CARSON CITY -- Gov. Jim Gibbons is seeking legal advice from the attorney general's office to determine whether formal lawmaker approval of more than $900 million in budget cuts is needed to make them official, a spokesman said Friday.
State Controller Kim Wallin has refused to implement the cuts in her office, citing a legal opinion she received from Attorney General Catherine Cortez Masto that states that they must first be approved by the Legislature's Interim Finance Committee.
Gibbons spokesman Ben Kieckhefer said the governor cannot rely on an opinion issued to another constitutional officer. A legal opinion hopefully will provide guidance on how to resolve the impasse, he said.
Gibbons wants more information before deciding to change precedent and submit the cuts to lawmakers for their approval, Kieckhefer said. Previous governors who imposed budget cuts did not do so, he said.
Because Wallin has not accounted for the 4.5 percent budget reductions required of most agencies and announced by Gibbons in January in the state's accounting system, agencies are not seeing their funding reduced.
Even so, Josh Hicks, general counsel to Gibbons, said earlier this week that he is confident the agencies are complying with the required spending reductions.
But the issue with Wallin needs to be resolved, he said.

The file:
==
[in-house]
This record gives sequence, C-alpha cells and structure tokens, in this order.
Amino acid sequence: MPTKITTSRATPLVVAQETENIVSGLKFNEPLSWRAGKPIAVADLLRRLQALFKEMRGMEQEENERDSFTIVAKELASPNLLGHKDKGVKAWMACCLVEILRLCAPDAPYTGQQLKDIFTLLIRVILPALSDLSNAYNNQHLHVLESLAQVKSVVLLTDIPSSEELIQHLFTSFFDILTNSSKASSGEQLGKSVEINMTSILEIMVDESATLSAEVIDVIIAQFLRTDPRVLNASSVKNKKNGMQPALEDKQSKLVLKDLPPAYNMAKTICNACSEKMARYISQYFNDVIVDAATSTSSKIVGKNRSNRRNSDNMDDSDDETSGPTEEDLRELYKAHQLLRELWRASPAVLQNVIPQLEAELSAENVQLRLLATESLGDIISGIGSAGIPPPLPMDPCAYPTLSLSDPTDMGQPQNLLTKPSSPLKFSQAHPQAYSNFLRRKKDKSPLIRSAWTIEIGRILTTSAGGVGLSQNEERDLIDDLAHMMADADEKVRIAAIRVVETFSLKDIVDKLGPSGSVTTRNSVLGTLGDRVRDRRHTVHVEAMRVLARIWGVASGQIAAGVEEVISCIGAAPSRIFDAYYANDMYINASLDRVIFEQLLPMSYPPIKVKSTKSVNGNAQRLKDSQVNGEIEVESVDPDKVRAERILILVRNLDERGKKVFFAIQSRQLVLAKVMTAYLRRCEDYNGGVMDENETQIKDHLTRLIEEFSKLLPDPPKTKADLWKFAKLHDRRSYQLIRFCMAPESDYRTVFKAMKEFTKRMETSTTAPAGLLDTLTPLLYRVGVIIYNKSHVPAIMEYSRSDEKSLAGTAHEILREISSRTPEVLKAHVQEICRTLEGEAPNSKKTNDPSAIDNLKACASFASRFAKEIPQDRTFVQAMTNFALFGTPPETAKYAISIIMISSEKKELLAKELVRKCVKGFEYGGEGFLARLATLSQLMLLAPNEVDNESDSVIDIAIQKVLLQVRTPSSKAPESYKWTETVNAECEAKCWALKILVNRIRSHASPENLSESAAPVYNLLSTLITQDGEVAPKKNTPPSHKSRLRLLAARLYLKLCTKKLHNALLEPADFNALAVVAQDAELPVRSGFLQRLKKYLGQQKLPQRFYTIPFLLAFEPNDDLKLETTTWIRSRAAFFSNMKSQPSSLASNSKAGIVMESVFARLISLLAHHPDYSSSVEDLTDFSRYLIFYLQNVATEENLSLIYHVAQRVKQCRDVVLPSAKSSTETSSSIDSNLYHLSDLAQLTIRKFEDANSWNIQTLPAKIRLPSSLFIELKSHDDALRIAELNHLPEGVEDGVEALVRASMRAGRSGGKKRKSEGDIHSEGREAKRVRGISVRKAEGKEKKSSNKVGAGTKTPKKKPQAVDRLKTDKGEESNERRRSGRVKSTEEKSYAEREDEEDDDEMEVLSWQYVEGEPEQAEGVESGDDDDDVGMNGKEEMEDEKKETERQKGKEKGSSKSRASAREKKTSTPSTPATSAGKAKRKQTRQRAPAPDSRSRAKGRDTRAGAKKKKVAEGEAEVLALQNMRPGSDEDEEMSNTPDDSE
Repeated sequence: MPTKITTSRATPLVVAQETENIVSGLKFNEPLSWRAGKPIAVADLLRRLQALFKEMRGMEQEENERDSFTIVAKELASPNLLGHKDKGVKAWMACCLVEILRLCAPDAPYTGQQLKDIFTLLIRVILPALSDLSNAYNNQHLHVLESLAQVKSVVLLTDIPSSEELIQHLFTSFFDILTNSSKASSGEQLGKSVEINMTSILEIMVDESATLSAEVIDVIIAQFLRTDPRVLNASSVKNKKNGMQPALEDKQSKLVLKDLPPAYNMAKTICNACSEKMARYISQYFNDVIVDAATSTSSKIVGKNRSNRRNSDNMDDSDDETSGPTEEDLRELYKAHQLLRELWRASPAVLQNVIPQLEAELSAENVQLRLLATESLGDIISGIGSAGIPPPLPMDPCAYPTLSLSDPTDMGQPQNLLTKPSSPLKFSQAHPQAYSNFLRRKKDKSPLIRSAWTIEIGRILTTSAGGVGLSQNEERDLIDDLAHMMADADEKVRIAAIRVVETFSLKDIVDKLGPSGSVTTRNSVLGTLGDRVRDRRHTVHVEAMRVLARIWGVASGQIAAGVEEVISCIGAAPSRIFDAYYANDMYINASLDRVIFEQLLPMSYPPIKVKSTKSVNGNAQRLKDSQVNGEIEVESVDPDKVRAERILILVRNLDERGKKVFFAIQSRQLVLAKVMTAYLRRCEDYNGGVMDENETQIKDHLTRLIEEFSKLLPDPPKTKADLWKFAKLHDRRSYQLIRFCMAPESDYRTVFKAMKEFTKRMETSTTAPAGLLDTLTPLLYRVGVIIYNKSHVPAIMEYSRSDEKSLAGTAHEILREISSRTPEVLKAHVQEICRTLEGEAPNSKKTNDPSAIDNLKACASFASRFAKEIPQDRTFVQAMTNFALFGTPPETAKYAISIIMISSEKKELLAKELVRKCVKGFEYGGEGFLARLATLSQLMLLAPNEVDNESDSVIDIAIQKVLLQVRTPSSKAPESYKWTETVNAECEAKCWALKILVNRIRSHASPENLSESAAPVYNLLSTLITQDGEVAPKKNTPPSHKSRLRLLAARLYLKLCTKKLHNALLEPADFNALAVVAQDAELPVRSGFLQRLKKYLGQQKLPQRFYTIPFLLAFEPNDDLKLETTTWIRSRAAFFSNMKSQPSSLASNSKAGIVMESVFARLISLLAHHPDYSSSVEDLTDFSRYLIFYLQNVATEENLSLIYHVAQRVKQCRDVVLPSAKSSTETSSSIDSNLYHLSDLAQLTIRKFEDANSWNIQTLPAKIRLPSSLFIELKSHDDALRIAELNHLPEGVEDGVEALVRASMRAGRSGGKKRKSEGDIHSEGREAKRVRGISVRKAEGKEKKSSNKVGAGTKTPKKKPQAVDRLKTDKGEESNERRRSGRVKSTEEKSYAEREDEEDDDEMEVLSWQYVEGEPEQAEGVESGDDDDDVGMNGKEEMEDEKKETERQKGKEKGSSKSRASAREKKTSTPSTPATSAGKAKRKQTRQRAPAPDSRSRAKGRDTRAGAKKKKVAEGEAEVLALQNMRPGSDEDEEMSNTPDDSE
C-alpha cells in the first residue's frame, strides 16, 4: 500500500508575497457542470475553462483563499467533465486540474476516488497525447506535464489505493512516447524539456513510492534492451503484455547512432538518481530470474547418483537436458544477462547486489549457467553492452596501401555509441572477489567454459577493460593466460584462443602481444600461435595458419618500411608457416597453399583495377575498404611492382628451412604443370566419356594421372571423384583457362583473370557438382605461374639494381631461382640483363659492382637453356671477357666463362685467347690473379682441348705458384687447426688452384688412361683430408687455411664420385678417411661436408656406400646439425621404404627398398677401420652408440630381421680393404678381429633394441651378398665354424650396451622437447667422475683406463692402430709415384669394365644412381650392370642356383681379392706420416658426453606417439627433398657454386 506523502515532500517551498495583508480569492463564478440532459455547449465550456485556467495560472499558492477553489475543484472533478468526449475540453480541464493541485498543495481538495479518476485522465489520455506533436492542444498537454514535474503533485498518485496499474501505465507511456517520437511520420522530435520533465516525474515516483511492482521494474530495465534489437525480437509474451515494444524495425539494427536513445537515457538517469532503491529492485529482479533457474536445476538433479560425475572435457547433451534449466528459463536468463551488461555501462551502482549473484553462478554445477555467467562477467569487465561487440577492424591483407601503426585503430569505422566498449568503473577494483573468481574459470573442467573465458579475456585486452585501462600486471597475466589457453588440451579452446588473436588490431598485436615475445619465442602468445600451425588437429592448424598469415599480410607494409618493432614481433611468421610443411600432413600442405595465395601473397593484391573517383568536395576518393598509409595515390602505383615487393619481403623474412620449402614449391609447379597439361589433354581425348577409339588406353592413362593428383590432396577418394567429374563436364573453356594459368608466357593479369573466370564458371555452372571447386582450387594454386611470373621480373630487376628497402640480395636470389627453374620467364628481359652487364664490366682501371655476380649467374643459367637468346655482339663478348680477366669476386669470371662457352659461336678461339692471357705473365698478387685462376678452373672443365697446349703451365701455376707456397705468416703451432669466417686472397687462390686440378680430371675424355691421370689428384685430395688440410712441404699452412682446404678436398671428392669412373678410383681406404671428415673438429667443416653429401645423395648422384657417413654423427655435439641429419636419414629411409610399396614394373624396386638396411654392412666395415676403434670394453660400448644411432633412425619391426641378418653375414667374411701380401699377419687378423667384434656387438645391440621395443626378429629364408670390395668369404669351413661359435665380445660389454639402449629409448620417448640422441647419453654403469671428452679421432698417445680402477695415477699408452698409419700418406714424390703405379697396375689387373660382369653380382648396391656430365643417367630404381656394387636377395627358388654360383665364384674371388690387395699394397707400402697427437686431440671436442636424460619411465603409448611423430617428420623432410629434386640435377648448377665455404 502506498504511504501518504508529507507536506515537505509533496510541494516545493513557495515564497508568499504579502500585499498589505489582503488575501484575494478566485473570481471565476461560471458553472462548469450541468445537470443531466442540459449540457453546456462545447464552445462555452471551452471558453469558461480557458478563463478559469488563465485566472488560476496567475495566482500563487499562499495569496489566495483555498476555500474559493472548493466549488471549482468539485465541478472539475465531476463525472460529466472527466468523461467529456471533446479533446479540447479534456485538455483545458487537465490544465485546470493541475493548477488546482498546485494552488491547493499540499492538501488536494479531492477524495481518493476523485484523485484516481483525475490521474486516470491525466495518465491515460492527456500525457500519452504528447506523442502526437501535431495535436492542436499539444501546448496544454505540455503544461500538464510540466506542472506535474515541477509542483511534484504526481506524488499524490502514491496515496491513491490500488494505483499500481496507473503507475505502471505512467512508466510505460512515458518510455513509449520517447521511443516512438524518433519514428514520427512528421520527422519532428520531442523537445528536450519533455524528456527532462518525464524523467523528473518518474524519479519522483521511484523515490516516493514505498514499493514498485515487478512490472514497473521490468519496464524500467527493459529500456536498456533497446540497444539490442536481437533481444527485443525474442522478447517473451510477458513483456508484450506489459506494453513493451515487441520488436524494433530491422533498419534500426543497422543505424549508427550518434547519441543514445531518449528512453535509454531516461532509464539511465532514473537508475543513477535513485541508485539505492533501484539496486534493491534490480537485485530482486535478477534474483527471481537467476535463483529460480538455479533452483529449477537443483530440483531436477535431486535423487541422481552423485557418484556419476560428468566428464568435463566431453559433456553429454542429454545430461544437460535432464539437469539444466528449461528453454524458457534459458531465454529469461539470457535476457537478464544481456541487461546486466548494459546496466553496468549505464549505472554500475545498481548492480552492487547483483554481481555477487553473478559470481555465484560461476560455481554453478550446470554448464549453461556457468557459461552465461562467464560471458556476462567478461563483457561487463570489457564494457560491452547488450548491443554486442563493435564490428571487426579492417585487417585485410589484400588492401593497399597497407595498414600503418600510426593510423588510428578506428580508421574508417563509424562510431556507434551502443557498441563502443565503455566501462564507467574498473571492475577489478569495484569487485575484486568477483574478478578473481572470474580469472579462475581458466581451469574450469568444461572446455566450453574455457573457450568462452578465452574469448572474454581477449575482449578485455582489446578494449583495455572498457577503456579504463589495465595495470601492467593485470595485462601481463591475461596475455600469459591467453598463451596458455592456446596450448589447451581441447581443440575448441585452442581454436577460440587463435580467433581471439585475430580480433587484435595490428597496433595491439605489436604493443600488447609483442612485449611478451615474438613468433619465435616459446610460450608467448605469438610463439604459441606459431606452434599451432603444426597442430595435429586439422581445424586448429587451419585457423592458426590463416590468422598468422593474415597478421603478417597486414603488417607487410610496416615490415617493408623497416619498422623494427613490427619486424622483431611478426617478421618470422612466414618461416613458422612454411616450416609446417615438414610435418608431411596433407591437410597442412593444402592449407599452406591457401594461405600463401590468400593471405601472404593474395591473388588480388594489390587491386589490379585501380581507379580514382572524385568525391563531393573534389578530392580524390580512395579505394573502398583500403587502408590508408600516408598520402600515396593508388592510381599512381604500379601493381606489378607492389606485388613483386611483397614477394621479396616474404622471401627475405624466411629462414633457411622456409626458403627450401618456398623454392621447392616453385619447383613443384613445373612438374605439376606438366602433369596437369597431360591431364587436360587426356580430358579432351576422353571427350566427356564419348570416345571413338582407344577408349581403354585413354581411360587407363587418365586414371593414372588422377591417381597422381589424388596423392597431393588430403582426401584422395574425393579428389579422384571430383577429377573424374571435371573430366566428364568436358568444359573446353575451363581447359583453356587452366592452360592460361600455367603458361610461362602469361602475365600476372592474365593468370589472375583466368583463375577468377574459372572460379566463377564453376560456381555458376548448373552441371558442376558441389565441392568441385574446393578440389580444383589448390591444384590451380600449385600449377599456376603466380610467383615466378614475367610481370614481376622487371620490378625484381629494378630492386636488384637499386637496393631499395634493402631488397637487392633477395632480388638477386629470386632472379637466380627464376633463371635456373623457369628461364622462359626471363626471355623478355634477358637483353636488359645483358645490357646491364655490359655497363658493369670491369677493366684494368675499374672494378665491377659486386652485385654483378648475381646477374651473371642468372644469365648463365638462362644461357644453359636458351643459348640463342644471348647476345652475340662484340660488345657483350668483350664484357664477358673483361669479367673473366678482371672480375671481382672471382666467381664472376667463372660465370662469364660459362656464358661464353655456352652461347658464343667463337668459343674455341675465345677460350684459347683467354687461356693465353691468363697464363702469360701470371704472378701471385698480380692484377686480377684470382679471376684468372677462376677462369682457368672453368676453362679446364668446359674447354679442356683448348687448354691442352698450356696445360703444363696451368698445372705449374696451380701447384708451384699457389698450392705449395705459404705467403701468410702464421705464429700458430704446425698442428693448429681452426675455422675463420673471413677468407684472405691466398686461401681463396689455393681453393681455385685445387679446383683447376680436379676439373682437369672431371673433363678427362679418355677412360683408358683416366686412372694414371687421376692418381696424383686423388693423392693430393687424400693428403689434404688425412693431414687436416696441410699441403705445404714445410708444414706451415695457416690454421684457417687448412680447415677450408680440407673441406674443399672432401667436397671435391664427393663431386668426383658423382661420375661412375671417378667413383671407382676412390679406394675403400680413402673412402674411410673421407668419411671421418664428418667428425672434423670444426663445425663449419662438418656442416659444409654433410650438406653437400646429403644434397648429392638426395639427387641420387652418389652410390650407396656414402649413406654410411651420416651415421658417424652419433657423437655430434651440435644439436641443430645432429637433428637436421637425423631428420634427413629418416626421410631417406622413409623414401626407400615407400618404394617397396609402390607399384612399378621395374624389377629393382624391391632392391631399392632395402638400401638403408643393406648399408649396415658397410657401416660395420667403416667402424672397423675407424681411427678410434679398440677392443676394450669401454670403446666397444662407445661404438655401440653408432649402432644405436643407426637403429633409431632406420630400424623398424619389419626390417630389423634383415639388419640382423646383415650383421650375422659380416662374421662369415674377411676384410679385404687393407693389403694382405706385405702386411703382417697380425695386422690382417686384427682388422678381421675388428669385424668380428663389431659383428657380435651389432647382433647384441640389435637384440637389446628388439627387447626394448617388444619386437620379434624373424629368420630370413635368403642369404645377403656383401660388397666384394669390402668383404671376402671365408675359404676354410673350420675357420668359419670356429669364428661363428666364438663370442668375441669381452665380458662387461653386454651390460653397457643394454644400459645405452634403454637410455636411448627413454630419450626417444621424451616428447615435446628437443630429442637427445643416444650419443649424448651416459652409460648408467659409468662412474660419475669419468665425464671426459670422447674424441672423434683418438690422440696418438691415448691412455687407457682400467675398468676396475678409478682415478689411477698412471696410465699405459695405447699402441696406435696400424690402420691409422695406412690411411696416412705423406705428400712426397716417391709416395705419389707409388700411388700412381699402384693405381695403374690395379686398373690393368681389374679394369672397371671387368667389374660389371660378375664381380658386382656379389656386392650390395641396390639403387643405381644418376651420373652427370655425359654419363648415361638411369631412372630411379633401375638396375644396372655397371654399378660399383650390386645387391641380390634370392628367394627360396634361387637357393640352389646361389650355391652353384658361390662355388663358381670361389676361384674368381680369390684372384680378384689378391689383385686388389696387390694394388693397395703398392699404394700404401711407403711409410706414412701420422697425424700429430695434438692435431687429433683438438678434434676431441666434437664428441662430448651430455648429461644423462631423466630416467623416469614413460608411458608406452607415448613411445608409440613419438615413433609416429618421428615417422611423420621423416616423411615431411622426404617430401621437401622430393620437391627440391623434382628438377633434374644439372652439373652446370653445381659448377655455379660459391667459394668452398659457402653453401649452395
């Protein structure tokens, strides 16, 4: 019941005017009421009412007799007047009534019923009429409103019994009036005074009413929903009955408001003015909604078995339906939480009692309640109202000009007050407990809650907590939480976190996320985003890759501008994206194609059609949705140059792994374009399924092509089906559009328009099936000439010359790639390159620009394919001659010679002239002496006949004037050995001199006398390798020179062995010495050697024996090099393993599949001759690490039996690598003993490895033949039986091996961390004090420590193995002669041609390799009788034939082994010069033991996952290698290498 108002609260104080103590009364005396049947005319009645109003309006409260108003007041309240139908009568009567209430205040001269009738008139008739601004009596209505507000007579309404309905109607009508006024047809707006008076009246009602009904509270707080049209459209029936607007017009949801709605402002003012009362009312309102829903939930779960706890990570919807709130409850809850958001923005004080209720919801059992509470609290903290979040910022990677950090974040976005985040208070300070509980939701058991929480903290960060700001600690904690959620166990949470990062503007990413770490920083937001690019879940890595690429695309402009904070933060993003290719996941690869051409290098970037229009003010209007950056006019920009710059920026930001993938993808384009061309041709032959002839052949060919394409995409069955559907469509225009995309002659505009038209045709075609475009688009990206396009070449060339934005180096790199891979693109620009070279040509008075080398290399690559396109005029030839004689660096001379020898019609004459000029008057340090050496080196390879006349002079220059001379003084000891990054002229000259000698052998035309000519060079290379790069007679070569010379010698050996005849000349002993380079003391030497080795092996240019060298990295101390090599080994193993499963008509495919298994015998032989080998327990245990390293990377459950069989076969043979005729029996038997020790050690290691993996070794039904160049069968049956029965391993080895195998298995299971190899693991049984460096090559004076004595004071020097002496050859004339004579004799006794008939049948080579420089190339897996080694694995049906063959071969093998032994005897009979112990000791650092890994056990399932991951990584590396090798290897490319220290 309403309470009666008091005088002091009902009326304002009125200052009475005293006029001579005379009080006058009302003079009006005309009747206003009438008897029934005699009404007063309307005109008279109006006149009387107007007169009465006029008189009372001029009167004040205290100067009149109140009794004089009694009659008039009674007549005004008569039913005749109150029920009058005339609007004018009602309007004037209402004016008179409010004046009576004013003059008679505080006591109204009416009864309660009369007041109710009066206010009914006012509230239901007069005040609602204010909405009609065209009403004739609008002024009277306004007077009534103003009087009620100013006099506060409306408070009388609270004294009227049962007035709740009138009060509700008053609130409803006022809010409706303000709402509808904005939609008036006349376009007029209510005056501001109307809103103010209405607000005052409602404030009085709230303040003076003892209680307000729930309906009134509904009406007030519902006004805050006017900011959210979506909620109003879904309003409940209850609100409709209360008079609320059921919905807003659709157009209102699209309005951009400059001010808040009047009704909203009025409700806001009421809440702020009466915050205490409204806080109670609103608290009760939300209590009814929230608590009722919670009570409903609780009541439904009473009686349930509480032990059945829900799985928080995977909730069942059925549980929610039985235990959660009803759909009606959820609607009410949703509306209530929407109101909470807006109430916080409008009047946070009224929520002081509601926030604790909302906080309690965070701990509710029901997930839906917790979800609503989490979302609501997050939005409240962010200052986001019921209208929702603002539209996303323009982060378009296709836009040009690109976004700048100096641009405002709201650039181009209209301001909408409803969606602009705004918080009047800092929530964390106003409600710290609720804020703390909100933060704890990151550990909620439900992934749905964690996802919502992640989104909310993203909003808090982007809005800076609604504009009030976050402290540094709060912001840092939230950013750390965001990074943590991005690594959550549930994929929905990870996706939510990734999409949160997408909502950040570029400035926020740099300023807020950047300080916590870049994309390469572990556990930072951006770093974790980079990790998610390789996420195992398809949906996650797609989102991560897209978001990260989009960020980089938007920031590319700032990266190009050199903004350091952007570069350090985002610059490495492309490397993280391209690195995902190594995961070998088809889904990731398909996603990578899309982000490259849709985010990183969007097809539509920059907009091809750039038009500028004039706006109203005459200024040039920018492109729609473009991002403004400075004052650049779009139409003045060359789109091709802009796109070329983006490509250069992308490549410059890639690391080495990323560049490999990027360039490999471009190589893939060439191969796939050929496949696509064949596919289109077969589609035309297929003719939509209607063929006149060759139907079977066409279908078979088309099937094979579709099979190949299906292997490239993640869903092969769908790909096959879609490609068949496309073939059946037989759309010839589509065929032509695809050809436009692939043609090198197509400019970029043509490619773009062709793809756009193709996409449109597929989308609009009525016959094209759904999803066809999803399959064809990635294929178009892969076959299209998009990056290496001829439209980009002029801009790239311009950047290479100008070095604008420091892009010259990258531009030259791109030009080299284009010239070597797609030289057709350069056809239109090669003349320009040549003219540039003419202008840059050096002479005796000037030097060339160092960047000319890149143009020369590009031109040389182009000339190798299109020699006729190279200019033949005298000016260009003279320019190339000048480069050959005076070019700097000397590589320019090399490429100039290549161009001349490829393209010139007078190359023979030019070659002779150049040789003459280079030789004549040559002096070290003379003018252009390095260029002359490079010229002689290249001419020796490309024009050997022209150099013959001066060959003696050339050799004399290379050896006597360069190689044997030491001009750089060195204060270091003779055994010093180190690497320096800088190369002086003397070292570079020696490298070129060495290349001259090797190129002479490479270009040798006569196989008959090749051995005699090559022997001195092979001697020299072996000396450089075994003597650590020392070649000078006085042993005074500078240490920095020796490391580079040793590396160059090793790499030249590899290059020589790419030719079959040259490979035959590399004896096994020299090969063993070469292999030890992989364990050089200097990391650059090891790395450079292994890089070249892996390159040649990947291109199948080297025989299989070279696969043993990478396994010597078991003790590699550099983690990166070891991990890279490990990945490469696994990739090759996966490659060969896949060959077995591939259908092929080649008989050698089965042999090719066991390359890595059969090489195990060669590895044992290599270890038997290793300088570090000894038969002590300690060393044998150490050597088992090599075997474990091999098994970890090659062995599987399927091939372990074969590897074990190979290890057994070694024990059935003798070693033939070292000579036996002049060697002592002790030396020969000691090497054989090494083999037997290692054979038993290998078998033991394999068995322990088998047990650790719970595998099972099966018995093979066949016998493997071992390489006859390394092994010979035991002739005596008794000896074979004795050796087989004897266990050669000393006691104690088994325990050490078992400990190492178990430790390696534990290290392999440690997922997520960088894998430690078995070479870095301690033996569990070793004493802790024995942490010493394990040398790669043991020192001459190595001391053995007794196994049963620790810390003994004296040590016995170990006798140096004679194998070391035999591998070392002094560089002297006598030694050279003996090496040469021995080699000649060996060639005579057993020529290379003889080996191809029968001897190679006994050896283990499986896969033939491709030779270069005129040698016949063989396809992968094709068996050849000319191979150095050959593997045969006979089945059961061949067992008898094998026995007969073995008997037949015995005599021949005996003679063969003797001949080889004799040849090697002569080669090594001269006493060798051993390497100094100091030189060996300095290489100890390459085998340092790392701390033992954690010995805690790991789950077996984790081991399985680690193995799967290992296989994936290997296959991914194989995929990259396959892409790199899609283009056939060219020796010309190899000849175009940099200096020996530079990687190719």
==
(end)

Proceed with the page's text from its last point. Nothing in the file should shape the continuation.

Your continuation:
Wallin said Gibbons should get a response quickly because she already has such an opinion. "The law is the law," she said. "He just needs to follow the law and send the work programs over to the IFC to get expedited approval."
A work program is a budget change.
The fact that the law, which was adopted in 1979, was not followed by other governors does not establish a precedent, Wallin said.
Assembly Speaker Barbara Buckley, D-Las Vegas, said earlier this week that she does not believe the budget cuts are jeopardized by the impasse either. "But I think the statute is quite clear that work programs must be submitted to the IFC," she said.
Some of the moves made by Gibbons and lawmakers to balance the current two-year budget will see action by the entire Legislature early next year. The decision to deplete the state's entire rainy day fund of $267 million, for example, will require action by the full Legislature when it convenes in February.
But other reductions can be approved by the IFC if necessary, which is made up of the seven members of the Senate Finance and 14 members of the Assembly Ways and Means committees. The IFC meets mostly in-between legislative sessions, primarily to make needed modifications to the budgets of the different state agencies.
Sen. Bob Coffin, D-Las Vegas, a member of the IFC, is one lawmaker who has argued the Legislature has a say on any budget cuts. But not all lawmakers agree.
Hicks said, "The case law on this is pretty convoluted."